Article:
It’s been about three years now since the first netbook appeared. In the early days of these mini laptops’ popularity, we saw some interesting developments around the idea of a fast booting, small screen laptop, available to buy for just a couple of hundred pounds.
But after the first Asus EeePC netbook, the category quickly stagnated. Rather than build these baby notebooks with a little shockproof flash storage and a fast operating system, manufacturers from Dell, MSI, Samsung to Toshiba were lured into building them the way that Microsoft and Intel told them to make them: using Intel’s then-new low-power Atom processor, Windows XP Home, a 10in screen and paltry 1GB of RAM.
Looking back at the models we’ve tested since 2008, there has been effectively no innovation in the category. The only glimmer of a new consumer-focused improvement came with the union of underpowered Atom with a good graphics processor from nVidia, to make the Ion platform.
An example of the marriage was the short-lived Samsung N510 11in netbook. It disappeared when Intel updated its Atom chips to lock out nVidia from the netbook party.
Now it’s AMD that’s finally stepped up to the mark with a chipset that’s been designed for netbook-class laptops.
Like Intel’s recent Core-series processors, AMD’s solution is to combine the central-processing unit (CPU) and graphics-processing unit (GPU) into a single-chip solution that it’s calling an APU - an accelerated processing unit. This should bring some much-needed lift in system performance, along with more usable battery life from the single-chip solution processor.
NB550D the netbook
On the first circuit around the Toshiba NB550D-10G, there’s little to differentiate it from the usual Wintel netbook. Which is a shame, as this blueprint design means it still suffers from a low-resolution 1024 x 600 screen and a piddling 1GB of memory. It also comes with the cheapskate edition of Windows 7 Starter, which has been hobbled in various ways by Microsoft, presumably in order to encourage users to trade up to less restricted editions such as Home Premium.
(Missing features in Windows 7 Starter include the removal of all Microsoft games such as Minesweeper and Solitaire; useful apps like Snipping Tool; and a perverse restriction to use only Microsoft’s default wallpaper.)
Ports and sockets on the Toshiba NB550D-10G are near-standard netbook fare. On the left is DC power in, ethernet, an airvent, HDMI, USB 2.0, and mic in and headphone jacks. The digital video port here is the standout item.
To the right are two more USB 2.0 ports, while centre-front is an SD card slot. As you’d expect of a 10in-screen mini, there’s no built-in optical drive.
Corners have been cut on networking too, with the ethernet limited to old 100Mbps speeds, and the Wi-Fi card actually a ‘half-n’ adaptor rather than the full-speed 802.11n version.
The keyboard feels quite cheap and plasticky but is comfortable enough to type on – or at least, it is when you get used to the microscopic Tab key and shrunken Space bar, fighting for room with an odd-looking key for left-quote/pipe/tilde, and the near-useless AltGr key.
A glossy black bezel frames the even glarier shiny screen. We liked the dimple-textured wrist-rest area, even if it was sporting a pair of little speakers befitting the parcel shelf of a boyracer car.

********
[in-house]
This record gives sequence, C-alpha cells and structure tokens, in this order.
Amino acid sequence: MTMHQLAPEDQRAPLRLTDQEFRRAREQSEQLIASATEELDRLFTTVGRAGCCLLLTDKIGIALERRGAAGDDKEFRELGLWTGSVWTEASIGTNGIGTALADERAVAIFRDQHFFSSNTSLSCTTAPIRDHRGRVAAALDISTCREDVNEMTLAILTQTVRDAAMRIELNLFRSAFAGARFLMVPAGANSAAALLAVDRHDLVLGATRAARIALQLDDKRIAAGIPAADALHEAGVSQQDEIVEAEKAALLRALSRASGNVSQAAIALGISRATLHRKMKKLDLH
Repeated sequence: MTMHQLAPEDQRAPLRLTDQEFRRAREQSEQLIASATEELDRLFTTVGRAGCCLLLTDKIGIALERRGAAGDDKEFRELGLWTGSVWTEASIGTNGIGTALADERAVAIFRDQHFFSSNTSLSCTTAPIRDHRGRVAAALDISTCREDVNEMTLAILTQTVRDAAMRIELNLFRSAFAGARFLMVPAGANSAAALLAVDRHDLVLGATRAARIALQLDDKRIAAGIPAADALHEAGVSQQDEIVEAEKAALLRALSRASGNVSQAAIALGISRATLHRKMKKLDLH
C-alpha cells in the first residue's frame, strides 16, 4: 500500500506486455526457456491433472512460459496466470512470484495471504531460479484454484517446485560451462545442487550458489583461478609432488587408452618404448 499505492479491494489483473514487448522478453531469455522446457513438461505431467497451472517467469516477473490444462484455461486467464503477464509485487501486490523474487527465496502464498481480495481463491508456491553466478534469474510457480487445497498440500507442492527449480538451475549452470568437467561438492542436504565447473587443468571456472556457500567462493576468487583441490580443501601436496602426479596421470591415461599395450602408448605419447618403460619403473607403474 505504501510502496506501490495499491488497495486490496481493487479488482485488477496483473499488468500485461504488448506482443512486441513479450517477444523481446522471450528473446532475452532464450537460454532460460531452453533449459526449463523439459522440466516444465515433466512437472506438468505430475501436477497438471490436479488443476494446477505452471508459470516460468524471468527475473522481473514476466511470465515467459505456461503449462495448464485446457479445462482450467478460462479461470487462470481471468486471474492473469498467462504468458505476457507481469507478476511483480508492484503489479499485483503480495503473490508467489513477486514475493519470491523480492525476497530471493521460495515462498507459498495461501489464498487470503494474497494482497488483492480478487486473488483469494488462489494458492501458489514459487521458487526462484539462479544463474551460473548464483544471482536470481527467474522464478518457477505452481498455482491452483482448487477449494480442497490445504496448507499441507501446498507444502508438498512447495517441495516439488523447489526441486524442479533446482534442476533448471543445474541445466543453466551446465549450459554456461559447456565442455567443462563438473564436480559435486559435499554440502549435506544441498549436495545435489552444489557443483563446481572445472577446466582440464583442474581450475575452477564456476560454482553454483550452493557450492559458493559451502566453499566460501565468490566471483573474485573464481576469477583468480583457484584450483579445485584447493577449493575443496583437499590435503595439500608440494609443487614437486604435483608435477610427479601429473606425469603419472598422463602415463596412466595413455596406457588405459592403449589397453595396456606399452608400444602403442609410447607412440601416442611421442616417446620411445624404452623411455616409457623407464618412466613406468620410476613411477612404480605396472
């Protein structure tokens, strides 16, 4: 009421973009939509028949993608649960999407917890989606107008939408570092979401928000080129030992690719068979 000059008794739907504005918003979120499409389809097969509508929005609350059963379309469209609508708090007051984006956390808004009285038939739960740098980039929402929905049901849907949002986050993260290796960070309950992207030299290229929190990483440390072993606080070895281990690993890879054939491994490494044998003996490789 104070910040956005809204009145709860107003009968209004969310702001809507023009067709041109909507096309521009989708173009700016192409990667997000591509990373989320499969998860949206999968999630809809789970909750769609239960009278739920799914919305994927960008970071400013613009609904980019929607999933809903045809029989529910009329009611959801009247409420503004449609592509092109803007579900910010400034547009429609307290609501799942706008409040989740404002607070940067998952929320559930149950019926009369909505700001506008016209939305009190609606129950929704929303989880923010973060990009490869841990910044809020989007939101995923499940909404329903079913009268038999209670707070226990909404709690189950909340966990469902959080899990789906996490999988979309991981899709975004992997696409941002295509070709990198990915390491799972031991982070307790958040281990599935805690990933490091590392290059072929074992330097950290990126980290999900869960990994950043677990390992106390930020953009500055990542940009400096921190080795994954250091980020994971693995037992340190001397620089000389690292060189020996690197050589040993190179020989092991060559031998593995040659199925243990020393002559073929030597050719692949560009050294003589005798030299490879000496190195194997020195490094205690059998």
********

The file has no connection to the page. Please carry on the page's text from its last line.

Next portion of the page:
Get past the strange look of these Harman Kardon speakers, though, and you’ll find about the best sound from any netbook on the market – a punch, dymanic sound that’s better than that heard from many full-size laptops.
Testing the Toshiba NB550D-10G wasn’t without its problems. As per our lab procedure, we installed a clean copy of Windows Vista 6.1, then tried to gauge battery life with BapCo MobileMark 2007 Productivity.
MobileMark is a twitchy suite of Windows programs that tends to fail at the slightest provocation, although in this case we managed to get the benchmark to run just a single time; for battery conditioning and consistency checking, we always run at least twice.
Nevertheless, in its single run, the Toshiba NB550D-10G lasted 493 mins – that’s around eight and a quarter hours. Now with its generous 61Wh battery, a decent runtime should not be so surprising for any netbook. But practically every netbook ever made uses an Intel Atom, a processor tuned for fuel economy, not for the kind of performance that turns common tasks into treacle.
Regrettably, the testbench gremlins bit into our real-world performance tests too. WorldBench 6 stopwatches scripted actions for ten different Windows programs, but on this Toshiba NB550D-10G we couldn’t get it to run more than seven of them, which meant its final score unavoidably plummeted, to an Atom-like 31 points. We ran out of time to establish the cause of these glitches.
The other half of the APU story is the graphics potential. With its 276MHz GPU clock and 80 Radeon cores, the AMC C50 dual-core processor proved quite capable of some light Windows games, and high-resolution video playback.
We couldn’t test the DirectX 11 potential with our usual Stalker: Call of Pripyat benchmark, as the game refused to load. But rendering with Microsoft’s DirectX 9 in the FEAR game, the Toshiba NB550D-10G could play at 20fps at Maximum detail settings, rising to 33fps at High and 39fps at Medium.
Video worked well on the Toshiba NB550D-10G, with smooth HD playback; and the overall feel of the netbook was snappier than a typical netbook. That counts for a lot in day-to-day usage of any PC.